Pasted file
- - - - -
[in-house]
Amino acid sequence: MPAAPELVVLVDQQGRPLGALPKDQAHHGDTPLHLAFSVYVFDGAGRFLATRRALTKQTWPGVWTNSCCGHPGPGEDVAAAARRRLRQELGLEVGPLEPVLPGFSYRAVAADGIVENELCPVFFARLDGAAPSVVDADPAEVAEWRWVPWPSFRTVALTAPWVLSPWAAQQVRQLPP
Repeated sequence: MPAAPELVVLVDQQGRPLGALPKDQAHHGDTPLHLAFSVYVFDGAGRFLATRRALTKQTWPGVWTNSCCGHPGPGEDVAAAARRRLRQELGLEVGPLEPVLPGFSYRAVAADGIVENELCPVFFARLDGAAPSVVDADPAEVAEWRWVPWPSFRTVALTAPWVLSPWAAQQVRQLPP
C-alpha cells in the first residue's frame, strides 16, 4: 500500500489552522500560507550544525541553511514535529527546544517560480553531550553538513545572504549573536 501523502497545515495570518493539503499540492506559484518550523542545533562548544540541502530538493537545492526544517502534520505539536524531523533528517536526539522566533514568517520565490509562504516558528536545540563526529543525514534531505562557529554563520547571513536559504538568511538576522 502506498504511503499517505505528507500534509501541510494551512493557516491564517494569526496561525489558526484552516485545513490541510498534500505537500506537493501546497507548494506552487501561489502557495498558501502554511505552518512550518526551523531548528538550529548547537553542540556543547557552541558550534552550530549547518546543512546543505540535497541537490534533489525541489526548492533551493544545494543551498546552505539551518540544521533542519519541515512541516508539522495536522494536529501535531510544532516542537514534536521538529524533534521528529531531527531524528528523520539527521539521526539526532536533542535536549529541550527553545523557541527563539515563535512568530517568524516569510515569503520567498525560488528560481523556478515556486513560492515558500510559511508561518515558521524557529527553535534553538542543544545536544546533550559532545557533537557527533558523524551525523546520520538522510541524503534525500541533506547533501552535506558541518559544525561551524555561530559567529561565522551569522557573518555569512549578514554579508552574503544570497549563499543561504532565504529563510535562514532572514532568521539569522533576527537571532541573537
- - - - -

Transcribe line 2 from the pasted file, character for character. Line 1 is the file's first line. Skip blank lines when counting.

Amino acid sequence: MPAAPELVVLVDQQGRPLGALPKDQAHHGDTPLHLAFSVYVFDGAGRFLATRRALTKQTWPGVWTNSCCGHPGPGEDVAAAARRRLRQELGLEVGPLEPVLPGFSYRAVAADGIVENELCPVFFARLDGAAPSVVDADPAEVAEWRWVPWPSFRTVALTAPWVLSPWAAQQVRQLPP